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South Jordan Journal

Olympic weightlifting drops close to home with Team Praxis

Sep 07, 2021 03:55PM ● By Rachel Aubrey

Maci Wynn completes a snatch lift at competition, lifting 100 kilos, or 220 pounds. (Courtesy of Debbie Millet)

By Rachel Aubrey| [email protected]

As residents recently embraced the competitive spirit the Summer Olympics brought into their lives, South Jordan resident Debbie Millet has been embracing competition since 2005 when she began her Olympic weightlifting journey at the age of 36.

Millet discovered there weren’t a lot of women competing in Olympic-style weightlifting at a local level at that time. She admitted that she was one of only a handful of women in the gym looking to lift weights, in the days before Cross-fit became popular. Millet recalled finding one weightlifting coach in Utah, Dave Turner, and trained long enough and hard enough to win accolades at a national and international level. Millet is a four-time Masters National Champion, and a two-time Masters World Champion.

“Once I learned how to do the Olympic lifts, I didn’t ever want to train another way,” Millet said.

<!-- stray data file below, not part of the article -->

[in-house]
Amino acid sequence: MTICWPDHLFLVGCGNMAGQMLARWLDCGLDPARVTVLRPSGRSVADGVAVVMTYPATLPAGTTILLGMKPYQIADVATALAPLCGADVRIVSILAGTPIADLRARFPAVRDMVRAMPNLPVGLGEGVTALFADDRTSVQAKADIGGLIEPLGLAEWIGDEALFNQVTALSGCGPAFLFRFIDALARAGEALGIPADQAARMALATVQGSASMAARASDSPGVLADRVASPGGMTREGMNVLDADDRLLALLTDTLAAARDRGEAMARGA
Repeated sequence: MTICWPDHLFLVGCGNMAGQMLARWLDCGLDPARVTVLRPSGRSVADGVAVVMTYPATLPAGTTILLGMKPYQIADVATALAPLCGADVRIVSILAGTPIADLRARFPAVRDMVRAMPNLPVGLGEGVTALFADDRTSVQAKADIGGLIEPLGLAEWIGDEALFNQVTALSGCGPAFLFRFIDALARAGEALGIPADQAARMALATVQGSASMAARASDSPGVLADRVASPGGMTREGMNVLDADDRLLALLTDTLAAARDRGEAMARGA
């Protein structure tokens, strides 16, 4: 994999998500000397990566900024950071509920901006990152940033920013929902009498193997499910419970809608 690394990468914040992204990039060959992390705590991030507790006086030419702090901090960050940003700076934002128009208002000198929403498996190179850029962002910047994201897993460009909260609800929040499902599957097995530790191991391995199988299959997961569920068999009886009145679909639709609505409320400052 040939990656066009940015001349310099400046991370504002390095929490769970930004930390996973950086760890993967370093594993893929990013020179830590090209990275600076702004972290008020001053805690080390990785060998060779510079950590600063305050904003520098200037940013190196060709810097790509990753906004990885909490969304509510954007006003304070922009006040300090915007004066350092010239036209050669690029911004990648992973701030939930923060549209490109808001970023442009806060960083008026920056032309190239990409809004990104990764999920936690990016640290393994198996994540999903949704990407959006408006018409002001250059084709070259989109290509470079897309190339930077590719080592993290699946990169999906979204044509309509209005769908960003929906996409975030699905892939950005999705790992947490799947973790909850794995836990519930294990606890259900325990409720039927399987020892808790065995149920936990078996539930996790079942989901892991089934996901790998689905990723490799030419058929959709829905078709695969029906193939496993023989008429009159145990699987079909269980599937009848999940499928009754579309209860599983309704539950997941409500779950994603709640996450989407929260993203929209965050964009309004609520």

Olympic weightlifting is comprised of two techniques: the clean and jerk, which is a composite of two weightlifting movements with a barbell. The first part is the clean, lifting the barbell up from the floor to approximately the height of one’s shoulders, then the jerk, where the lifter raises the barbell from the stationary position completely up over the head. The snatch is the continuous motion of moving the barbell from the ground to above the head.

Weightlifting debuted as a sport at the 1896 Summer Olympics in Athens, Greece, and has been contested at the Summer Olympic games since 1920. Prior to 1920, all lifters competed together in the same events; since 1920, competition is structured by weight class.

In 2008, with a sponsorship from ICON Health and Fitness in Logan, Utah (now iFIT), Millet opened Praxis Weightlifting Center in her home basement, a place where men and women could come and train in Olympic weightlifting.

“I had felt such a duty to be the Olympic weightlifting gym for Utah,” Millet said. 

In Greek, praxis means “to do,” and upon opening her doors, anyone looking to learn, would come to Millet wanting “to do” and to train in Olympic-style weightlifting. After a successful career, Millet has stepped into a role of coaching in recent years, helping the next generation of athletes who have a strong desire to compete nationally and internationally.

“In weightlifting, you compete against your like peers, people your same gender, same weight and I fell in love with it,” Millet said.

One such athlete is South Jordan resident Makayla Walden, who at age 13 is looking to find her way in Olympic weightlifting. Walden began training with Millet in the beginning of 2021. 

“I tried it for a couple weeks, and I fell in love with it,” Makayla said. “It was quite easy to figure out after a little bit.”